ShockYa: We’re going to help get the word out there then. But I imagine it’s about both your professional and personal life with Anne, which has extended five decades-plus. That’s a heck of a long time. What do you do to keep a relationship fresh and invigorating that long?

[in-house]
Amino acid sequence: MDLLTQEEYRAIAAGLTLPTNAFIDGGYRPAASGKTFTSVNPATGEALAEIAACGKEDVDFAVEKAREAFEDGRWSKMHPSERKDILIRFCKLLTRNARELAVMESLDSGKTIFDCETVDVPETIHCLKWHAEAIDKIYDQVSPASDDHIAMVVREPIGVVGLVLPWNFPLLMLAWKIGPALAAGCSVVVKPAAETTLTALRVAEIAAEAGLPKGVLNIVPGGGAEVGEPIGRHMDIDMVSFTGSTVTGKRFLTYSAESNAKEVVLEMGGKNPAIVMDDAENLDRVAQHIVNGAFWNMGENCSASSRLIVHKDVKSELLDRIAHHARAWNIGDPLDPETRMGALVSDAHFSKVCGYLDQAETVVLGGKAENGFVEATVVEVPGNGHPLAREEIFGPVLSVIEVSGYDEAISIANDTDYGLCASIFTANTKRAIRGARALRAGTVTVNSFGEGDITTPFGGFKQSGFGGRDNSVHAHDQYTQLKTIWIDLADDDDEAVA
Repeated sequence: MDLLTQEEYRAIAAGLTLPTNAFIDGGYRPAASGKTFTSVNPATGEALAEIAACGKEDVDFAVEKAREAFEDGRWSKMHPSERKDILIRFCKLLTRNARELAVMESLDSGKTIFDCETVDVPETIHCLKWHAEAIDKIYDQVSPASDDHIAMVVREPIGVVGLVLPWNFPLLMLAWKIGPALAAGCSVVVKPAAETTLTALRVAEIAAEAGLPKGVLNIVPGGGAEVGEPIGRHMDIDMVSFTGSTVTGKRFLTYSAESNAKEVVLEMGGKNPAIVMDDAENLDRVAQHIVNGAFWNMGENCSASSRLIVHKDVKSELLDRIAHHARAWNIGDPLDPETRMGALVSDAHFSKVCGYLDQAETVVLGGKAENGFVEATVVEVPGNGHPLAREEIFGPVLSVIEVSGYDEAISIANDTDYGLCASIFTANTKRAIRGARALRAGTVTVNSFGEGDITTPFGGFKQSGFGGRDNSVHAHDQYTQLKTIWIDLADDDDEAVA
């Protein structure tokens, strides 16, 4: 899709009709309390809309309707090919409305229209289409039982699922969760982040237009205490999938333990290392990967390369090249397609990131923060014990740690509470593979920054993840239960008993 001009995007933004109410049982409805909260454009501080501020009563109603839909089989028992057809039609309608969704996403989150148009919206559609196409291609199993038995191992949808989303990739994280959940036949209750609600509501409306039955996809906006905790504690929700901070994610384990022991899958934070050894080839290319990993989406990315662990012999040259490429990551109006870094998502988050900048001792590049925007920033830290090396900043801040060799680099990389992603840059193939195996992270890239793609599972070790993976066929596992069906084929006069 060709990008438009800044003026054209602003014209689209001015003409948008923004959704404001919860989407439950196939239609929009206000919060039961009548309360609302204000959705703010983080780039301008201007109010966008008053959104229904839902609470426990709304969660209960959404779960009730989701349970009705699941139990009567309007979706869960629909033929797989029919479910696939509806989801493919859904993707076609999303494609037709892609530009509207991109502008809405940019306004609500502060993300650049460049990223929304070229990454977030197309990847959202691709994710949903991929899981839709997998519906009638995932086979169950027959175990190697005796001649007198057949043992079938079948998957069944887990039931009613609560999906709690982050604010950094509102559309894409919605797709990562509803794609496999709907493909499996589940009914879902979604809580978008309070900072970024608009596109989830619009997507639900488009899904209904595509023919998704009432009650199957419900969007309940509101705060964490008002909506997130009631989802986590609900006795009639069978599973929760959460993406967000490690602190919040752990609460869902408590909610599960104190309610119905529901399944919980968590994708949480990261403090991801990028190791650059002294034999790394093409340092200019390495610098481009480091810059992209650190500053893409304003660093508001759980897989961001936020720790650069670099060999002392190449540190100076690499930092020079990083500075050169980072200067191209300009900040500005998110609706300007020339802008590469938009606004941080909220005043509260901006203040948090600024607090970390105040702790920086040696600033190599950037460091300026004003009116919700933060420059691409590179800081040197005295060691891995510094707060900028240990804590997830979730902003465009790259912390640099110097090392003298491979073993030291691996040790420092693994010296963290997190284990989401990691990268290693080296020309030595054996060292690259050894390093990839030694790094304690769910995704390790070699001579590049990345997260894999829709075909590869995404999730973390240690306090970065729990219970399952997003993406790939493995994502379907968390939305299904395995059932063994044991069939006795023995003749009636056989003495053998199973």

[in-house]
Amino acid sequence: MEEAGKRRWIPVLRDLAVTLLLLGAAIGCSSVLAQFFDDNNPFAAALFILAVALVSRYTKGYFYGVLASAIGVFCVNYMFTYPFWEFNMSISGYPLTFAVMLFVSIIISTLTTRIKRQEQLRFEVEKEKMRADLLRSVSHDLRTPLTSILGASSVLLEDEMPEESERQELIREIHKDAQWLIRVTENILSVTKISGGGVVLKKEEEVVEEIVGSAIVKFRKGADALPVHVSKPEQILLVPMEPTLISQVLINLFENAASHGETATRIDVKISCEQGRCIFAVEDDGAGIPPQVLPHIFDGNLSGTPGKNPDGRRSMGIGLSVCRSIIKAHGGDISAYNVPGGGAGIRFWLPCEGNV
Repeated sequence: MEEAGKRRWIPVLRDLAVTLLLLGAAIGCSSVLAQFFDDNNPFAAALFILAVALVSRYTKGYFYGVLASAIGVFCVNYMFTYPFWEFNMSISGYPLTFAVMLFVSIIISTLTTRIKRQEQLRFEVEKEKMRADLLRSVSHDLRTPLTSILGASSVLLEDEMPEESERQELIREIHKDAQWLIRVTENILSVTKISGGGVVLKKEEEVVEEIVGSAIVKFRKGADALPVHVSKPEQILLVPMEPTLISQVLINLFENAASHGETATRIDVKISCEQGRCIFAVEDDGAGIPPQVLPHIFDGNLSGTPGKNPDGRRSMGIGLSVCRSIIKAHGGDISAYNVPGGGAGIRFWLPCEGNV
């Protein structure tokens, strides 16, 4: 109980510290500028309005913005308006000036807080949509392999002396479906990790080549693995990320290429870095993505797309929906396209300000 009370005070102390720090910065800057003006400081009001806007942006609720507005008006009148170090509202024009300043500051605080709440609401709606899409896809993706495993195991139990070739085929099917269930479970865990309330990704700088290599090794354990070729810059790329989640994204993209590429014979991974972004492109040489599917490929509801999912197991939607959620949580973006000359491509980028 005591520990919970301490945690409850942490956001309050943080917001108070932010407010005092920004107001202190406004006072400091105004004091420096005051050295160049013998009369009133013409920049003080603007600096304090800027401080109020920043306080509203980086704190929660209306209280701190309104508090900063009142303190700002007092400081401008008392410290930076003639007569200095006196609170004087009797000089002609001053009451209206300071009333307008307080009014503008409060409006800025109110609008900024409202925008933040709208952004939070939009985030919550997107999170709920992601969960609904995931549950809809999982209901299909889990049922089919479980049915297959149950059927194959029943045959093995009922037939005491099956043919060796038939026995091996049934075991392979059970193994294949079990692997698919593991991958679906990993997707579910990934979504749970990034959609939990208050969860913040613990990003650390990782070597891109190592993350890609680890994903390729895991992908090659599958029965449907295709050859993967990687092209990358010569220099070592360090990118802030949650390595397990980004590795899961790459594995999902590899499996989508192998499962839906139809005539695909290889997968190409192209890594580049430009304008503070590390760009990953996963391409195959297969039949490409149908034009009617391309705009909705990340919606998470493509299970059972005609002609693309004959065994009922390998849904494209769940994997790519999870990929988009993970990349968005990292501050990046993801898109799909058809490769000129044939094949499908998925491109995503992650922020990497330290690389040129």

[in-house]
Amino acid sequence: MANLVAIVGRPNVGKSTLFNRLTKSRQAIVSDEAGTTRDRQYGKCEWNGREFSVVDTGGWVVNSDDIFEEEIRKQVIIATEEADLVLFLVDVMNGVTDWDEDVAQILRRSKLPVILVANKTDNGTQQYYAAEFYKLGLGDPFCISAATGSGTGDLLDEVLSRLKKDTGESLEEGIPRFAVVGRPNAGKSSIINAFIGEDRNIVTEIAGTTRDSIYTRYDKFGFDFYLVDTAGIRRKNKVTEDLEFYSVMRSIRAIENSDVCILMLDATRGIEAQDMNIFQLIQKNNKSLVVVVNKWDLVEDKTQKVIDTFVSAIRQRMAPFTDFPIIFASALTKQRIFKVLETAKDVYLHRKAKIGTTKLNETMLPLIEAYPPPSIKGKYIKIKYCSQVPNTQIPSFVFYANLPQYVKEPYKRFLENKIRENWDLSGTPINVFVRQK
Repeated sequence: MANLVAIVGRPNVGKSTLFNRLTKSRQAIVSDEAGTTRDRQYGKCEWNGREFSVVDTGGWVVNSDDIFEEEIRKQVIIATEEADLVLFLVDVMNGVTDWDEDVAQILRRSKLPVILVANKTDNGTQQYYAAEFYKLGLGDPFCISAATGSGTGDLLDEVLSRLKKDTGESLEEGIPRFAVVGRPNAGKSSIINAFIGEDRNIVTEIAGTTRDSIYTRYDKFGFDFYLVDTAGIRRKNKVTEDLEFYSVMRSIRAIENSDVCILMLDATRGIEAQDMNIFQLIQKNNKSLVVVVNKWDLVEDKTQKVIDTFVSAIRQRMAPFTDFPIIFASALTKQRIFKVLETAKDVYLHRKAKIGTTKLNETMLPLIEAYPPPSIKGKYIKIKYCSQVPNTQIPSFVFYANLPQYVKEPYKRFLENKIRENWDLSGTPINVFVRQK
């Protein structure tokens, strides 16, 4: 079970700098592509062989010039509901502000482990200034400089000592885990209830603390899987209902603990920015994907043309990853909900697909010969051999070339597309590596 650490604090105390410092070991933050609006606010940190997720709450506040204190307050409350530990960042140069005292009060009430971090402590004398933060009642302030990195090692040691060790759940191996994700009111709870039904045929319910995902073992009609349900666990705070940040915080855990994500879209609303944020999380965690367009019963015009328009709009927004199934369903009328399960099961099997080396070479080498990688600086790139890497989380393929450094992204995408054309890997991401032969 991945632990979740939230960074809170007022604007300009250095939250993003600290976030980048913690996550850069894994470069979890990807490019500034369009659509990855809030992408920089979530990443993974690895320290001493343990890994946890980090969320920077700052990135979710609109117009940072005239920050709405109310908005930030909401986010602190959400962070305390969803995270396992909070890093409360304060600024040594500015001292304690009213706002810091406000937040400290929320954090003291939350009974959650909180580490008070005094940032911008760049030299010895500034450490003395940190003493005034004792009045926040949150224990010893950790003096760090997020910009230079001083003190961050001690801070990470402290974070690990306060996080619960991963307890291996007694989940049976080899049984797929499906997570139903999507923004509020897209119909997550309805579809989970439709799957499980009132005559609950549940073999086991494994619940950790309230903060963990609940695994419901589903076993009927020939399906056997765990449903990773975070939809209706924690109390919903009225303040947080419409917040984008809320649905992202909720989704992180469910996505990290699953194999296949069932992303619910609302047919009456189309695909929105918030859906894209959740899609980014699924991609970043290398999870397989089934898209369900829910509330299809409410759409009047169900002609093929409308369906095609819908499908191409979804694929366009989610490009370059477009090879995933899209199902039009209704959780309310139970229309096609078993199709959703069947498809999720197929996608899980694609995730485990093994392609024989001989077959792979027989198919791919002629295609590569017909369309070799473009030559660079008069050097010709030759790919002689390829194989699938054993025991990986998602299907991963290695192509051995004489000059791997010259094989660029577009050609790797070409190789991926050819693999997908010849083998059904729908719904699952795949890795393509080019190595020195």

JS: Well, Anne used to have a line about when we had sex, we did it with paper bags over our heads. (laughs) I don’t know whether metaphorically that says anything or not. I think the only way to explain it… is that when I married Anne I thought she was the most beautiful woman in the world, and she still is. And my god, she was a goddess in some ways. But the part that really kept us going was the fact that we were both performance actors, we were both out of work and needed jobs. And when the opportunity came along to perform a comedy act — which came out of a thing called the Compass Players, which came out of Chicago with Mike Nichols and Elaine May and Shirley Berman among others; they needed replacements for those guys — then we discovered that we were funny on a stage together — the banter that took place between us, and taking suggestions from the audience for sketches and then performing them. When that gig ended we had a child, and then decided to go into the Village, Greenwich Village, and did another stage show. Six months later we were on “The Ed Sullivan Show.” I met George Burns once and I said to him that Artie Shore, the great band leader, had told me that he and (his wife) Gracie were the happiest married couple in the business and George Burns said to me, “That’s because we were married to the business.” And I understood immediately what he was talking about, because of course it applies to Anne and myself.